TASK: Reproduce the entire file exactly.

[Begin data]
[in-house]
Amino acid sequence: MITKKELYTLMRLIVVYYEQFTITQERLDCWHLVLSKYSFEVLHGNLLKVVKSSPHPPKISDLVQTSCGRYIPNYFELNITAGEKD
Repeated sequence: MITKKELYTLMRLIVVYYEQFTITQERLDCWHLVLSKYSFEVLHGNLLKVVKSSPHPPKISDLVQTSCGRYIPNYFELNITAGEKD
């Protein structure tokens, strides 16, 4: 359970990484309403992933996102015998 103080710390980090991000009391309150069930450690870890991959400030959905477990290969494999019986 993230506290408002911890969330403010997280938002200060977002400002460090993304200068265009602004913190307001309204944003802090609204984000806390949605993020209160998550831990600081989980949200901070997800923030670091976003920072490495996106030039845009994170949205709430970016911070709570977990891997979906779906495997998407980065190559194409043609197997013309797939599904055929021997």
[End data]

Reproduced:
[in-house]
Amino acid sequence: MITKKELYTLMRLIVVYYEQFTITQERLDCWHLVLSKYSFEVLHGNLLKVVKSSPHPPKISDLVQTSCGRYIPNYFELNITAGEKD
Repeated sequence: MITKKELYTLMRLIVVYYEQFTITQERLDCWHLVLSKYSFEVLHGNLLKVVKSSPHPPKISDLVQTSCGRYIPNYFELNITAGEKD
């Protein structure tokens, strides 16, 4: 359970990484309403992933996102015998 103080710390980090991000009391309150069930450690870890991959400030959905477990290969494999019986 993230506290408002911890969330403010997280938002200060977002400002460090993304200068265009602004913190307001309204944003802090609204984000806390949605993020209160998550831990600081989980949200901070997800923030670091976003920072490495996106030039845009994170949205709430970016911070709570977990891997979906779906495997998407980065190559194409043609197997013309797939599904055929021997």